Who’s minding the store? In the not-too-distant future it could be cameras and sensors that can tell almost instantly when bruised bananas need to be swapped for fresh ones and more cash registers need to open before lines get too long.
Walmart, which faces fierce competition from Amazon and other online retailers, is experimenting with digitizing its physical stores to manage them more efficiently, keep costs under control and make the shopping experience more pleasant. Last week, the retail giant opened its Intelligent Retail Lab inside a 50,000-sq.-ft. Neighborhood Market grocery store on Long Island.
Thousands of cameras suspended from the ceiling, combined with other technology like sensors on shelves, will monitor the store in real time so its workers can quickly replenish products or fix other problems.
Walmart’s deep dive into artificial intelligence in its physical store comes as Amazon raised the stakes in the grocery business with its purchase of Whole Foods Market nearly two years ago.
That puts more pressure on Walmart and other traditional retailers such Kroger and Albertsons to pour money into technology in their stores. At the same time, they’re trying to keep food prices down and manage expenses. Amazon has been rolling out cashierless Amazon Go stores , which have shelf sensors that track the 1,000 products on their shelves.
Walmart’s online U.S. sales are still a fraction of Amazon’s online global merchandise empire, which reached US$122.98 billion last year.
Walmart hopes to start scaling some of the new technology at other stores in the next six months, with an eye toward lower costs and thus lower prices. As the shopping experience improves, the retailer expects to see higher sales.
“We really like to think of this store as an artificial intelligence factory, a place where we are building these products, experiences, where we are testing and learning,” said Mike Hanrahan, CEO of Walmart’s Intelligent Retail Lab.
Hanrahan said the cameras were programmed to focus primarily on the products and shelves. They do not recognize faces, determine the ethnicity of a person picking up a product or track the movement of shoppers, he said. Some other companies have recently started experimenting with store shelf cameras that try to guess shoppers’ ages, genders and moods.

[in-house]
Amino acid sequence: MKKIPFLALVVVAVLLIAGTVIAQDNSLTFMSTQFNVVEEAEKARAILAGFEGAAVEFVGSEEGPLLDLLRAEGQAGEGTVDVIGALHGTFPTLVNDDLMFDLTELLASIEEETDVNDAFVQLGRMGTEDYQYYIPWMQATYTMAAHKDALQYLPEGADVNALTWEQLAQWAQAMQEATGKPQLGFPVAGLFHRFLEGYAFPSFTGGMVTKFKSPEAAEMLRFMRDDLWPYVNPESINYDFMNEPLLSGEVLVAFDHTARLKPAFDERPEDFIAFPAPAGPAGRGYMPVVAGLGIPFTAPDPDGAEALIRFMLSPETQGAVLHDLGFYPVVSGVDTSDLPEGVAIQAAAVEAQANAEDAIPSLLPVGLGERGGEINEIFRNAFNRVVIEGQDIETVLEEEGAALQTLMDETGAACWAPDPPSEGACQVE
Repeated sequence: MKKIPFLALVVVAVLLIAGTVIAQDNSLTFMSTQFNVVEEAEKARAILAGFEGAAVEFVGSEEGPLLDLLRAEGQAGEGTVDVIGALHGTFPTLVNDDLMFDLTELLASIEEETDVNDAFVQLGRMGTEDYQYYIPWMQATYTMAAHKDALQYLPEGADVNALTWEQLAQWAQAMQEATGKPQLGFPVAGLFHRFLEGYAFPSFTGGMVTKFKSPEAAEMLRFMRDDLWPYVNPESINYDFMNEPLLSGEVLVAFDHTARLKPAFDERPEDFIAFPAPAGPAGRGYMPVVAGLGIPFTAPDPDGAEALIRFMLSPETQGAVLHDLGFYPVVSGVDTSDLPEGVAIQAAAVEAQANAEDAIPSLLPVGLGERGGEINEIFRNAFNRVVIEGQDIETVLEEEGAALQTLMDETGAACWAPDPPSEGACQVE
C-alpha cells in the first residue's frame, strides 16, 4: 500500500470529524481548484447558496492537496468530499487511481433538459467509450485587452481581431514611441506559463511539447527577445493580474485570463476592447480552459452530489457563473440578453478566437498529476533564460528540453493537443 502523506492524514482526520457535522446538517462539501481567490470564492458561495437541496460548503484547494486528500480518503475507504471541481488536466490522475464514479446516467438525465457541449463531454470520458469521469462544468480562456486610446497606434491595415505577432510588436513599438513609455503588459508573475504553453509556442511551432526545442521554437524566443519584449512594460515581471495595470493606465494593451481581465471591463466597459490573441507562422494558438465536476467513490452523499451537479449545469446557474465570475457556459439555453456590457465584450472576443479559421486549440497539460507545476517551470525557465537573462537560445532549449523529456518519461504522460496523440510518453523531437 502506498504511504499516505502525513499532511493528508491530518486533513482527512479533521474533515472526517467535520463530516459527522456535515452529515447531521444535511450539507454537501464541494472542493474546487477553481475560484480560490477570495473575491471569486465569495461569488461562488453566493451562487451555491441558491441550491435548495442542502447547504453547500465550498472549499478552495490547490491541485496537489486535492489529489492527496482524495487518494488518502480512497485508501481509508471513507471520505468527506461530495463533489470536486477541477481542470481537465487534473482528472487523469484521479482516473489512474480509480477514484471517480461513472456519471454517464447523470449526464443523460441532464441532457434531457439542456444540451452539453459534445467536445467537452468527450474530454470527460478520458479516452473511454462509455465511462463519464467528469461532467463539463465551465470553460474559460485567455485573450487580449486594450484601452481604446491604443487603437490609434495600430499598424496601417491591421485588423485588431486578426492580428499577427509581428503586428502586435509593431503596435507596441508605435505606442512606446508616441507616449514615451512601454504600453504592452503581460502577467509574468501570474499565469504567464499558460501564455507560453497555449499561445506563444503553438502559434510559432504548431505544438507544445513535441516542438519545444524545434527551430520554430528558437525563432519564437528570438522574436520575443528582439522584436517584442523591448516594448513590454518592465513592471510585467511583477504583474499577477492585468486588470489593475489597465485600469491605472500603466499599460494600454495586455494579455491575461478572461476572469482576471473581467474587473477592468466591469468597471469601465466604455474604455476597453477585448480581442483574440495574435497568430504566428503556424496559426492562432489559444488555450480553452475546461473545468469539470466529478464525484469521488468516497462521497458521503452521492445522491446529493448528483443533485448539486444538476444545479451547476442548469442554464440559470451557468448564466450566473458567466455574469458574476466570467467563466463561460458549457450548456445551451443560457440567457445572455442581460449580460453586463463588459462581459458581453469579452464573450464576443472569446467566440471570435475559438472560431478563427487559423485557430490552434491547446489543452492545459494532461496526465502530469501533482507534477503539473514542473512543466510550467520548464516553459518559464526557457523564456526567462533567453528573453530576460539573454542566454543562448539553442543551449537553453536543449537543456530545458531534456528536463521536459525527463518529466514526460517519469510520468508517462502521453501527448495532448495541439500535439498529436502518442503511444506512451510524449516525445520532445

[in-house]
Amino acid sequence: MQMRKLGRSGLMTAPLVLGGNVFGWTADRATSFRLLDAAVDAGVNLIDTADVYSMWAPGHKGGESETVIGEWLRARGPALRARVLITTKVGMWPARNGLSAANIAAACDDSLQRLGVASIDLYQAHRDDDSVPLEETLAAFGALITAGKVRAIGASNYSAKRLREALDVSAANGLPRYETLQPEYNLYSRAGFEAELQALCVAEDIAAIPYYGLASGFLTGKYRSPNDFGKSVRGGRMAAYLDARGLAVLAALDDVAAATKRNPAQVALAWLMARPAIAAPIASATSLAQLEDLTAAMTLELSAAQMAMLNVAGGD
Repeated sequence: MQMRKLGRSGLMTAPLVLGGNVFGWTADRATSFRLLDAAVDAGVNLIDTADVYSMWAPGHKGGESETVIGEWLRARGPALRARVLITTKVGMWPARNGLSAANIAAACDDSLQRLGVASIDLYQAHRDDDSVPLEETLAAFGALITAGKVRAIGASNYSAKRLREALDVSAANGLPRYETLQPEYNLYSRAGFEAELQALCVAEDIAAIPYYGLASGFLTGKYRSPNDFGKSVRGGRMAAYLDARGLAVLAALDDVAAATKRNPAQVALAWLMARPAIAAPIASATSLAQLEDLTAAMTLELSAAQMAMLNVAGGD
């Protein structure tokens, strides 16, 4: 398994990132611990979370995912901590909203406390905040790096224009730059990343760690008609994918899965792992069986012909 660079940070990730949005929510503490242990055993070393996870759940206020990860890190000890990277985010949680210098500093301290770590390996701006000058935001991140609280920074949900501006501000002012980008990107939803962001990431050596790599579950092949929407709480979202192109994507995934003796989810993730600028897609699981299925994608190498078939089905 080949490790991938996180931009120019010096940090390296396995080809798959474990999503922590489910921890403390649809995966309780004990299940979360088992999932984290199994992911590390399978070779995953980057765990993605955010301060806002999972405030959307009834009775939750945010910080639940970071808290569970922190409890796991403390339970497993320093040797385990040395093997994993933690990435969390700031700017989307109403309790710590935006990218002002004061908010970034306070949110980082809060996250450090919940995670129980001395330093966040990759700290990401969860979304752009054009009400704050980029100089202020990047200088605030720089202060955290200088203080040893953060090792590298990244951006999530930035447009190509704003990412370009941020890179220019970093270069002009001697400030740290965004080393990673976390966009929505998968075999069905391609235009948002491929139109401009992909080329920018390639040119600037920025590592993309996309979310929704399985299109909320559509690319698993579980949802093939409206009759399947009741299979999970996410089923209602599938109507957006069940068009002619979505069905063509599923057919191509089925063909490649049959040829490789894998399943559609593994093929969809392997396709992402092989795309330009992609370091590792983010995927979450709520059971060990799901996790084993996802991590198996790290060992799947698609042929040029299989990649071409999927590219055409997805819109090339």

“Machine learning fundamentally finds and matches patterns,” said Steven M. Bellovin, a computer science professor at Columbia University and a privacy expert, who hadn’t seen the new Walmart AI Lab. But he said companies run into trouble when they start to match behaviour to a specific customer.
Hanrahan said Walmart had made sure to protect shoppers’ privacy and emphasized there were no cameras at the pharmacy, in front of the rest rooms or in employee breakrooms.
The lab is Walmart’s second in a physical store. A glass enclosed data centre at the back of the store houses nine cooling towers, 100 servers and other computer equipment that processes all the data.
Last year, Walmart’s Sam’s Club opened a 32,000-sq.-ft. lab store, a quarter of the size of a typical Sam’s Club. The lab is testing new features surrounding the Scan & Go App, which lets customers scan items as they shop and then buy from their phones, skipping the checkout line.
Hanrahan said the company was embracing the labs in stores to better understand the real ways that technology affects customers and workers. It also wants to educate shoppers. Walmart has made a point to not hide the technology, and small educational kiosks are set up throughout the Neighborhood Market.